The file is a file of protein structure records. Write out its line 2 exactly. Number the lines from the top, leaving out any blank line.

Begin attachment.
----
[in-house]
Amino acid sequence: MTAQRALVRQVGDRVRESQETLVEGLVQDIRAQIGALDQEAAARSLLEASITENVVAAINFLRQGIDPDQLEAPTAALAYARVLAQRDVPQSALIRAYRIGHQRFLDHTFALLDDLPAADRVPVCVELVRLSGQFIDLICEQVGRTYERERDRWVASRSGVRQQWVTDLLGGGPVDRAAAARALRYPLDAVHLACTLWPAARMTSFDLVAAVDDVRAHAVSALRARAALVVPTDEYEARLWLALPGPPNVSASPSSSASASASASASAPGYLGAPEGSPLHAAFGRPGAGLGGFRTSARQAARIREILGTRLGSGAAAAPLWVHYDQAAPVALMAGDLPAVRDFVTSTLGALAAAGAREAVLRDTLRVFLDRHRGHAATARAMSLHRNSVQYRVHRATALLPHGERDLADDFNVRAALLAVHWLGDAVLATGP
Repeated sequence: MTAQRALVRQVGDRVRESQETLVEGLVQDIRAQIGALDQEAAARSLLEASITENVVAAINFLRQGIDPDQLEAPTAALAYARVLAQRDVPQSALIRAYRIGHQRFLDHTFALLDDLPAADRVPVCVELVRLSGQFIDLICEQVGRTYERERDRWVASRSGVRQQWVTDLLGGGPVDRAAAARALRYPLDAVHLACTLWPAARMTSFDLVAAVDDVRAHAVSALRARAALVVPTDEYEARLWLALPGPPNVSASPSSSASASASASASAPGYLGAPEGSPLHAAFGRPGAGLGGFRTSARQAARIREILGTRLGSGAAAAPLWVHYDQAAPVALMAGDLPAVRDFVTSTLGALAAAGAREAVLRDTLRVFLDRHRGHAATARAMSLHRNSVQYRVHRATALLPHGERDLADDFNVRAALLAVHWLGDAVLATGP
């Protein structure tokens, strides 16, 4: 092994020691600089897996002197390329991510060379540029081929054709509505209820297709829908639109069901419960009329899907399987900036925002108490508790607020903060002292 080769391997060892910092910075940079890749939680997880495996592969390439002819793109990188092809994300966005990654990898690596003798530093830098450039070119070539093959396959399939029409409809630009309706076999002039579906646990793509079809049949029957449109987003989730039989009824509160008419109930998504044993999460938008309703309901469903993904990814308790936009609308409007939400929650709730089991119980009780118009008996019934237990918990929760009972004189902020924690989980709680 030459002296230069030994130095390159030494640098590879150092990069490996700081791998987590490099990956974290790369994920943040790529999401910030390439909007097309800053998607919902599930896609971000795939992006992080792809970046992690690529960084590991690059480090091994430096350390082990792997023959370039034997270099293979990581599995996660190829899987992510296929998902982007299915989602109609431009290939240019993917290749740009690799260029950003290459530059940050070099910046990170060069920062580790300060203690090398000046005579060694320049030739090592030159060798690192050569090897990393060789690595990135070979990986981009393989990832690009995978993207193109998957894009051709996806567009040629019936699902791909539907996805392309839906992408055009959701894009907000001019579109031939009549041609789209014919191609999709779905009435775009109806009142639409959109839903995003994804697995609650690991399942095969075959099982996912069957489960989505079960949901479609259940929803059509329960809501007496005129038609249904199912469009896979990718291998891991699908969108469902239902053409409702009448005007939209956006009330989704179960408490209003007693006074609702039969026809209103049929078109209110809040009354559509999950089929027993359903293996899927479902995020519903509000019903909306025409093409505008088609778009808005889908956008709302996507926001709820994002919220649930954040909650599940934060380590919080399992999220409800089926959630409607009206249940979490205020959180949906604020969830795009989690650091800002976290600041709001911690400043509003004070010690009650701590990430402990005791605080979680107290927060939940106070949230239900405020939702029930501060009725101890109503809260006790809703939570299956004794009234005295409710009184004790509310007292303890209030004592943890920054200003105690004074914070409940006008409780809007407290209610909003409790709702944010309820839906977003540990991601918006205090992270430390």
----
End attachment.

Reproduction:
Amino acid sequence: MTAQRALVRQVGDRVRESQETLVEGLVQDIRAQIGALDQEAAARSLLEASITENVVAAINFLRQGIDPDQLEAPTAALAYARVLAQRDVPQSALIRAYRIGHQRFLDHTFALLDDLPAADRVPVCVELVRLSGQFIDLICEQVGRTYERERDRWVASRSGVRQQWVTDLLGGGPVDRAAAARALRYPLDAVHLACTLWPAARMTSFDLVAAVDDVRAHAVSALRARAALVVPTDEYEARLWLALPGPPNVSASPSSSASASASASASAPGYLGAPEGSPLHAAFGRPGAGLGGFRTSARQAARIREILGTRLGSGAAAAPLWVHYDQAAPVALMAGDLPAVRDFVTSTLGALAAAGAREAVLRDTLRVFLDRHRGHAATARAMSLHRNSVQYRVHRATALLPHGERDLADDFNVRAALLAVHWLGDAVLATGP